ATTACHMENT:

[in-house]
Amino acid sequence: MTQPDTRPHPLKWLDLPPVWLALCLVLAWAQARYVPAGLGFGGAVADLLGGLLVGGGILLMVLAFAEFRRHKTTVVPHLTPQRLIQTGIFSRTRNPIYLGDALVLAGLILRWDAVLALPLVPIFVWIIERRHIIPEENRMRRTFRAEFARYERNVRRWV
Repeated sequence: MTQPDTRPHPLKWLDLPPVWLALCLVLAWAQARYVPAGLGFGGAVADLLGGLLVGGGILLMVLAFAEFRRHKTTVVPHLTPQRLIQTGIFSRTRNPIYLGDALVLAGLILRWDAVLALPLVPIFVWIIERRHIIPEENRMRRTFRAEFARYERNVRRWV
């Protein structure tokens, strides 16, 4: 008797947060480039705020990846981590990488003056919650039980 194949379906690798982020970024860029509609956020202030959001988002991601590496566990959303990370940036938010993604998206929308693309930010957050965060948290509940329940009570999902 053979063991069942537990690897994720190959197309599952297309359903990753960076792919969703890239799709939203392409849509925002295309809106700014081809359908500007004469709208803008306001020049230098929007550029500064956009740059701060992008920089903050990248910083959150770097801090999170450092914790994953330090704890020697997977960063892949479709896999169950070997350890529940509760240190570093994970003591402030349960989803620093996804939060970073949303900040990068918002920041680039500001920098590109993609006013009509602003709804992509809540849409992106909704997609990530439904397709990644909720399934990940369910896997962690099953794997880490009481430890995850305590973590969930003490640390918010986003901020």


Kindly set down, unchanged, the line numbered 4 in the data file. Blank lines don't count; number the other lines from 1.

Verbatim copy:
């Protein structure tokens, strides 16, 4: 008797947060480039705020990846981590990488003056919650039980 194949379906690798982020970024860029509609956020202030959001988002991601590496566990959303990370940036938010993604998206929308693309930010957050965060948290509940329940009570999902 053979063991069942537990690897994720190959197309599952297309359903990753960076792919969703890239799709939203392409849509925002295309809106700014081809359908500007004469709208803008306001020049230098929007550029500064956009740059701060992008920089903050990248910083959150770097801090999170450092914790994953330090704890020697997977960063892949479709896999169950070997350890529940509760240190570093994970003591402030349960989803620093996804939060970073949303900040990068918002920041680039500001920098590109993609006013009509602003709804992509809540849409992106909704997609990530439904397709990644909720399934990940369910896997962690099953794997880490009481430890995850305590973590969930003490640390918010986003901020």